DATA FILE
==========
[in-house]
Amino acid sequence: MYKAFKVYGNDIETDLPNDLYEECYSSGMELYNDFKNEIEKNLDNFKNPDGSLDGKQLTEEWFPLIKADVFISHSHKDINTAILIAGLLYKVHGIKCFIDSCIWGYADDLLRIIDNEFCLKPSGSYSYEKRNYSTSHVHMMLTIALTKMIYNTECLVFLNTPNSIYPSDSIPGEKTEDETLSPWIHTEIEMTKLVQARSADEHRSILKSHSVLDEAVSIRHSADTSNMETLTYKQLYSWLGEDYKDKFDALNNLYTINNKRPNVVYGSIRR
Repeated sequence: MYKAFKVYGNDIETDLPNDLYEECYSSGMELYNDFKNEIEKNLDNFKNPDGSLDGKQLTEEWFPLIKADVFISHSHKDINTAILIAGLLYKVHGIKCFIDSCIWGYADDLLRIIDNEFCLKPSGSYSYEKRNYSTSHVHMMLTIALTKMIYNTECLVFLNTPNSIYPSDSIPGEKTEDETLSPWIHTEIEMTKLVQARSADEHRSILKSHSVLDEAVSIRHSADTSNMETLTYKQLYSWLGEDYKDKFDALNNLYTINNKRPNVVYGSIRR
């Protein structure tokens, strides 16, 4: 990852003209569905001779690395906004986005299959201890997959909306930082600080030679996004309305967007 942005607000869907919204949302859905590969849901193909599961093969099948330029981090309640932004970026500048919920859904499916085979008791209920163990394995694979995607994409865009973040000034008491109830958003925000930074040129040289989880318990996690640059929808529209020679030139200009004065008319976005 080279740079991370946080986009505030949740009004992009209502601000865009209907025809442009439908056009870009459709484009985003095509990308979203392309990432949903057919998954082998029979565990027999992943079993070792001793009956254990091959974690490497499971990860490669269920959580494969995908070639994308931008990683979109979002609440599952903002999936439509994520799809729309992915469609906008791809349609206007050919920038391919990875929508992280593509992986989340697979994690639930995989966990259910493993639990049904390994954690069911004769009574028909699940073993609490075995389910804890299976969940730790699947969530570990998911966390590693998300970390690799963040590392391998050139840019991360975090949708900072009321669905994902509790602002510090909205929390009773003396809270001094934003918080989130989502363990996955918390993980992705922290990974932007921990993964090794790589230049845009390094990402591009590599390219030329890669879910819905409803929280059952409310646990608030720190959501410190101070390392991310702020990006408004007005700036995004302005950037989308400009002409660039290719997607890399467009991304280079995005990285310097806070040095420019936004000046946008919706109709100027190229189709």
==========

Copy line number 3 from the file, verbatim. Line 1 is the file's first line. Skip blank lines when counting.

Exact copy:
Repeated sequence: MYKAFKVYGNDIETDLPNDLYEECYSSGMELYNDFKNEIEKNLDNFKNPDGSLDGKQLTEEWFPLIKADVFISHSHKDINTAILIAGLLYKVHGIKCFIDSCIWGYADDLLRIIDNEFCLKPSGSYSYEKRNYSTSHVHMMLTIALTKMIYNTECLVFLNTPNSIYPSDSIPGEKTEDETLSPWIHTEIEMTKLVQARSADEHRSILKSHSVLDEAVSIRHSADTSNMETLTYKQLYSWLGEDYKDKFDALNNLYTINNKRPNVVYGSIRR